In Part I of our business entity discussion yesterday, we touched upon the biggest concerns of most business owners and used them in a mini-chart describing six major business entities.
Today, we’ll work through the six main entities again through an example that will hopefully further clarify the subject further.
NOTE: Remember that the presented scenario is greatly oversimplified so that the concepts could fit into one post. Real life is rarely so cut-and-dried (for example, see the tax complexities mentioned in the “S Corporation” discussion below).
- Definition: When one person starts to offer goods or services to the public and goes on without setting up any time of structure for the business, it is usually a sole proprietorship.
- Example: John Doe decides to do handyman work around his neighborhood.
- Definition: Similar to a sole proprietorship, except two or more people are in business together for the purposes of making a profit.
- Example: John Doe’s handyman business grows, so he takes on a partner, Frank Shepherd. They call themselves “D & S Services”.
- Definition: A limited partnership must have at least two partners:
- The general partner (“GP”) – controls the business and is personally liable for all partnership liabilities. The GP controls and retains liability of the limited partnership whether she owns 100% or 1% of the limited partnership.
- The limited partner – investors in the business, but who have no control and liability only up to their individual investment in the partnership.
- Example: John & Frank need more money to pay for supplies, and ask their spouses for help. Their spouses want limited liability and don’t want to be involved in the day-to-day activities. The spouses give John & Frank the required money in exchange for limited interests in the partnership.
- They file with the state, and now call themselves “D & S Services, LP”.
- Because of their large investment, John and Frank’s spouses can now own a majority of the business. In that case, while John and Frank would be minority owners, they would still control the entire business because they are the general partners.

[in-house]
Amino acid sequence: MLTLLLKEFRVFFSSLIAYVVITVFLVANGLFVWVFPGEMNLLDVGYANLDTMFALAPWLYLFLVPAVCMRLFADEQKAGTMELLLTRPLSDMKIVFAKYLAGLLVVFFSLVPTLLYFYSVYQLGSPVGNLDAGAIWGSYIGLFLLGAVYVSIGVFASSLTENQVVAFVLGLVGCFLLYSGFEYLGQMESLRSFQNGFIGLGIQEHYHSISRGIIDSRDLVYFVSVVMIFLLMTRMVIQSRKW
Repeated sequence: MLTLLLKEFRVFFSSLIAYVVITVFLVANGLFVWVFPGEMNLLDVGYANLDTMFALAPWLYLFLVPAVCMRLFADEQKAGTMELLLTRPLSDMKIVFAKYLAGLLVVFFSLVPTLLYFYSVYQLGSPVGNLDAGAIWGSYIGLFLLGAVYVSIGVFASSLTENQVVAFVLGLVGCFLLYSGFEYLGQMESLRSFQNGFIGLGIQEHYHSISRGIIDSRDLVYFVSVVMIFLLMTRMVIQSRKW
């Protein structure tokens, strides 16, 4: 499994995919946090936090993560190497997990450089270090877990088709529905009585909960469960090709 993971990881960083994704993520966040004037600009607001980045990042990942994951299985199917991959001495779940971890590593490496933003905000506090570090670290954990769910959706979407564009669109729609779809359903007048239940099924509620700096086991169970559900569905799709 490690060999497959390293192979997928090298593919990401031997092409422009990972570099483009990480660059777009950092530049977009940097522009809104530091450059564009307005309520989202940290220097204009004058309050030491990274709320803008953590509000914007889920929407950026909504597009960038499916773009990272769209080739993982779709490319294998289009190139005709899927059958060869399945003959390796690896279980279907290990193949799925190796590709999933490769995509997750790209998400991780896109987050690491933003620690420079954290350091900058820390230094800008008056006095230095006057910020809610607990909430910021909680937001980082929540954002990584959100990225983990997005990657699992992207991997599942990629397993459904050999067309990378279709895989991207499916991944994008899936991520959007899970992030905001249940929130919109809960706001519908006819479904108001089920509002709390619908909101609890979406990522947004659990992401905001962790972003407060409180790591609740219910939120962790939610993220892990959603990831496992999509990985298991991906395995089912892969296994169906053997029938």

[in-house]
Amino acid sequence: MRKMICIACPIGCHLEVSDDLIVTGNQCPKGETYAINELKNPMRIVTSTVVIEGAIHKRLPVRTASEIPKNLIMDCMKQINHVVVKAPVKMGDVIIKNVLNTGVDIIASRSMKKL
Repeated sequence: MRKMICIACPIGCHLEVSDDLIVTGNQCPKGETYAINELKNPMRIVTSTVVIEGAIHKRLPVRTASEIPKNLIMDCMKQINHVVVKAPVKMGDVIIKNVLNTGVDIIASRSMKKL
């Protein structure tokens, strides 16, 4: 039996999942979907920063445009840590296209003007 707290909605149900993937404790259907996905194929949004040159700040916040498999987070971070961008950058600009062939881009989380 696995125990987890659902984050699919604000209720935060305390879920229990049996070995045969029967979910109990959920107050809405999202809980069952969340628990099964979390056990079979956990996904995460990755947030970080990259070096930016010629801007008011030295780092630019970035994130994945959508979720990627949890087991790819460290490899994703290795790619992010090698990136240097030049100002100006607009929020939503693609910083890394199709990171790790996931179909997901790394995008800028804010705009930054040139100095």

- Definition: A general corporation becomes its own entity separate from the owners. It is owned by the shareholders, and run by the board of directors. It is controlled by whoever has a majority of the shares of the company stock.
- Example: Business is booming. John and Frank now do handyman work throughout the region and wish to hire more employees and expand into other states. They file with their state as “D & S Services, Inc.”, electing themselves and their spouses as the board of directors. They issue stock to other investors in exchange for additional cash, but maintain control by keeping at least 51% ownership amongst John, Frank, and their spouses.
- Definition: A corporation meeting certain requirements may elect to run itself as an S Corporation. The benefit of doing so is to avoid “double-taxation” – profits and losses flow directly to the individual stockholders rather than first being subject to tax within the separate corporate entity. However, making the “S” election could trigger certain tax consequences (such as LIFO recapture tax, excess net passive income tax, or a tax on built-in gains).
- Example: D & S cannot fully deduct its equipment and vehicle purchases, and instead must depreciate these expenses. As a result, D & S must claim a profit on its business.
- Because D & S owes corporate taxes on its profits and John and Frank owe income taxes on salaries paid to them by D & S, they are double-taxed.
- After thorough and careful consideration with tax experts, all shareholders of D & S elect S Corporation status for the next year.
- D & S earns the same profit, and John and Frank earn the same salary. However, now D & S’s pays no corporate tax, and all D & S profits flow through to all of its owners. Less federal taxes are paid as a result (although this result is not guaranteed).
Limited Liability Corporation
- Definition: The limited liability corporation (“LLC”) attempts to take the best of all of the features discussed above and combine it into one entity. All owners (called “members”) have limited liability only up to their individual investments, the LLC can select how it is taxed, and control can be exercised as in a limited partnership (where 1% owners can control the entire business).
- Example: Instead of filing for the limited partnership earlier, John and Frank opted to create the D & S Services LLC. They can now:
- Own a tiny percentage of the LLC and still control it, as in a Limited Partnership.
- Have limited liability in the LLC’s obligations, as in a C Corporation or S Corporation.
- Pay no tax at the entity level and income will flow through to them and any other owners (aka “members”) of D & S Services LLC, as in a Limited Partnership or S Corporation.
- If instead, D & S is an S Corporation considering a conversion to an LLC, the S Corporation will be treated as if it were liquidated, so significant capital gains taxes may be due. In many cases, such as in long-held medical practices, converting from an S Corporation to an LLC may not be worthwhile.
In future posts, we’ll look more closely at what estate planning has to do with all of this, including strategies, advantages and disadvantages of holding one entity over any other.
- Choice of Entity: Is an LLC OK? (www.startuplawblog.com)
- Business Entity Selection Process (www.kehrlaw.com)
- The Comeback Kid? (drakeplaintalkplanning.wordpress.com)